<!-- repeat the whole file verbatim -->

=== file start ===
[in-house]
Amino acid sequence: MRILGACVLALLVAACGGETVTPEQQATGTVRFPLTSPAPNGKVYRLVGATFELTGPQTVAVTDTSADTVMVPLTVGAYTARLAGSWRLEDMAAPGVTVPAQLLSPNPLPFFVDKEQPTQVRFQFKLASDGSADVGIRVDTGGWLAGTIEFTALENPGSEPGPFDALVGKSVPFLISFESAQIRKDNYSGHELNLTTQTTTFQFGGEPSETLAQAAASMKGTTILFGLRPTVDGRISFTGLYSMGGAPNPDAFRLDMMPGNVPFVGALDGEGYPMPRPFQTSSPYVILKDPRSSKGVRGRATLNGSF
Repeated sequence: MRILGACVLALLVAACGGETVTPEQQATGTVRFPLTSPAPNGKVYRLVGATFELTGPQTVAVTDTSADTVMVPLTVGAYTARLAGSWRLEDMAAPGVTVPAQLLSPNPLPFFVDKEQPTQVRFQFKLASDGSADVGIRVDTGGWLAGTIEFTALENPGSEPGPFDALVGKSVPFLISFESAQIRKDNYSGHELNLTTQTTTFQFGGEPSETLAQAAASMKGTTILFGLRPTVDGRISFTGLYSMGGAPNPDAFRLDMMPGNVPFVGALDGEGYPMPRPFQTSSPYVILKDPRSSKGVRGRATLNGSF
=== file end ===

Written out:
[in-house]
Amino acid sequence: MRILGACVLALLVAACGGETVTPEQQATGTVRFPLTSPAPNGKVYRLVGATFELTGPQTVAVTDTSADTVMVPLTVGAYTARLAGSWRLEDMAAPGVTVPAQLLSPNPLPFFVDKEQPTQVRFQFKLASDGSADVGIRVDTGGWLAGTIEFTALENPGSEPGPFDALVGKSVPFLISFESAQIRKDNYSGHELNLTTQTTTFQFGGEPSETLAQAAASMKGTTILFGLRPTVDGRISFTGLYSMGGAPNPDAFRLDMMPGNVPFVGALDGEGYPMPRPFQTSSPYVILKDPRSSKGVRGRATLNGSF
Repeated sequence: MRILGACVLALLVAACGGETVTPEQQATGTVRFPLTSPAPNGKVYRLVGATFELTGPQTVAVTDTSADTVMVPLTVGAYTARLAGSWRLEDMAAPGVTVPAQLLSPNPLPFFVDKEQPTQVRFQFKLASDGSADVGIRVDTGGWLAGTIEFTALENPGSEPGPFDALVGKSVPFLISFESAQIRKDNYSGHELNLTTQTTTFQFGGEPSETLAQAAASMKGTTILFGLRPTVDGRISFTGLYSMGGAPNPDAFRLDMMPGNVPFVGALDGEGYPMPRPFQTSSPYVILKDPRSSKGVRGRATLNGSF